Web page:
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colorectal cancer Archives

Mouth microbes and colorectal cancer

Jun. 6, 2019—Microbial species in the mouth could be playing a role in colorectal cancer development, according to new research from epidemiologists at VUMC.

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Lighting up colorectal cancer

Feb. 28, 2019—A nanobeacon imaging agent that binds specifically to colorectal cancer cells may aid the early detection of cancer during colonoscopy.

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Protein loss promotes cell migration

Feb. 28, 2019—The protein kinase STK17A plays a novel role in epithelial cells and its loss may contribute to colorectal cancer invasion and metastasis, Vanderbilt researchers report.

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Study identifies novel genetic factors for colorectal cancer risk

Jan. 10, 2019—A large-scale study conducted among East Asians and led by Vanderbilt researchers has identified multiple, previously unknown genetic risk factors for colorectal cancer.

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Studying cellular deliveries

Oct. 25, 2018—Vanderbilt researchers have characterized the functional transfer of long RNAs between colorectal cancer cells — a form of cell-cell communication that may contribute to cancer aggressiveness.

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Calcium intake and colorectal cancer

Oct. 18, 2017—Calcium intake appears to protect against colorectal cancer in individuals with certain gene variants, Vanderbilt researchers have discovered.

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Researchers find novel mechanism of resistance to anti-cancer drugs

Oct. 17, 2017—Vanderbilt investigators have discovered a novel non-genetic cause of resistance to the targeted anti-cancer therapy cetuximab. Their findings, reported this week in Nature Medicine, suggest a strategy for overcoming this resistance.

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Fatty acids and adenoma risk

Aug. 21, 2017—Vanderbilt researchers have found that red blood cell membrane fatty acid content is associated with risk of having colorectal adenomas, with omega-6 fatty acids increasing and omega-3 fatty acids decreasing risk.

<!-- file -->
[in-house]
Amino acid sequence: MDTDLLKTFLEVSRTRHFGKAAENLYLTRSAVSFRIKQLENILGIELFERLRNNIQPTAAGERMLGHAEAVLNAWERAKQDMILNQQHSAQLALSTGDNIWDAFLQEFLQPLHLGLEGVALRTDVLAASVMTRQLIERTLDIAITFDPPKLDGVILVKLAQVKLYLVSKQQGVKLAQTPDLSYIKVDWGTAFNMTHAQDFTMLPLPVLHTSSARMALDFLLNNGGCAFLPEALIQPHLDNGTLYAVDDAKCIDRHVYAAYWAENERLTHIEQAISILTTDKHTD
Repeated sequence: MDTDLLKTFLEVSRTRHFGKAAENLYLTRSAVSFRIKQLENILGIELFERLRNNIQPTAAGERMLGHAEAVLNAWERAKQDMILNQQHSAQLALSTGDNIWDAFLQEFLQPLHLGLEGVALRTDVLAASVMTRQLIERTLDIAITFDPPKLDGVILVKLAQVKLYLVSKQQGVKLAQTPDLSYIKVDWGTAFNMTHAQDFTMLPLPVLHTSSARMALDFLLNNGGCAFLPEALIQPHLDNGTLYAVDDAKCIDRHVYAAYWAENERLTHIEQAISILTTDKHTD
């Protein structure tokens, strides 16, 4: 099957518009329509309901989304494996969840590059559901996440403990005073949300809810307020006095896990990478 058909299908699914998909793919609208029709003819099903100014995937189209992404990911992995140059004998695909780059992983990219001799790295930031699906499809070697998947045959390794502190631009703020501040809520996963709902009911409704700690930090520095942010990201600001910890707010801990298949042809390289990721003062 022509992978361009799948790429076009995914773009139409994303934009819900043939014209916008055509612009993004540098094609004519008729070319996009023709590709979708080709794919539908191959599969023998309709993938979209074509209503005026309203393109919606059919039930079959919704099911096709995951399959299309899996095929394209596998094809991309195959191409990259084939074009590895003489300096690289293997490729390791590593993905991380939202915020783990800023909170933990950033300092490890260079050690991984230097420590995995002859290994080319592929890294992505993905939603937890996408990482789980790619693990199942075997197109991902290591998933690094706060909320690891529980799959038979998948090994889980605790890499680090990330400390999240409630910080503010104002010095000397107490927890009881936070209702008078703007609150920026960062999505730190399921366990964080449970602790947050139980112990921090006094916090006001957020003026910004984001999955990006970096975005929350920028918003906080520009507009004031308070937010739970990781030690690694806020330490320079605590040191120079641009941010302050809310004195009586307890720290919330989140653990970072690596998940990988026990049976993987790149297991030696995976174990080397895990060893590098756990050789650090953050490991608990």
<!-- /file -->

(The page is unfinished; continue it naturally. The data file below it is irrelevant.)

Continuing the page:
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Coffey lands major NCI award to support colorectal cancer research

Jun. 8, 2017—Vanderbilt’s Robert Coffey Jr., M.D., has received an Outstanding Investigator Award from the National Cancer Institute (NCI) — more than $6.6 million over seven years — to support studies aimed at advancing the diagnosis and treatment of colorectal cancer (CRC), a leading cancer killer.

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Study seeks to reverse precancerous stomach lesions

May. 4, 2017—Vanderbilt University Medical Center cancer researcher James Goldenring, M.D., Ph.D., has received a two-year, $200,000 grant from the DeGregorio Family Foundation in Pleasantville, New York, to begin clinical trials of a potential approach for reversing precancerous stomach lesions.

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Nanobeacon lights up colon tumors

Mar. 30, 2017—A novel fluorescent nanobeacon can distinguish normal from diseased colon tissue, potentially offering advantages for colorectal cancer screening.

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Study takes 3-D perspective on colorectal cancer

Mar. 23, 2017—Despite dramatic recent advances in treatment, colorectal cancer killed more than 49,000 Americans last year, according to the National Cancer Institute, making it the second most lethal malignancy after cancers of the lung and bronchus.

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Recent Stories from VUMC News and Communications Publications

Marissa Benchea has CF, and she is one of hundreds of thousands of adults not only surviving but thriving with a chronic childhood disease.

Vanderbilt Medicine

Marissa Benchea has CF, and she is one of hundreds of thousands of adults not only surviving but thriving with a chronic childhood disease.

One hundred years ago, multiple “waves” of a deadly flu swept across the world.

Vanderbilt Medicine

One hundred years ago, multiple “waves” of a deadly flu swept across the world.

A diagnosis of cancer at any age is tragic, but during the adolescent and young adult years, it’s especially complicated.

Hope

A diagnosis of cancer at any age is tragic, but during the adolescent and young adult years, it’s especially complicated.

Karen Dyer Young cares for patients and members of the Dayani Center who have or are recovering from cancer or a stem cell transplant.

Momentum

Karen Dyer Young cares for patients and members of the Dayani Center who have or are recovering from cancer or a stem cell transplant.

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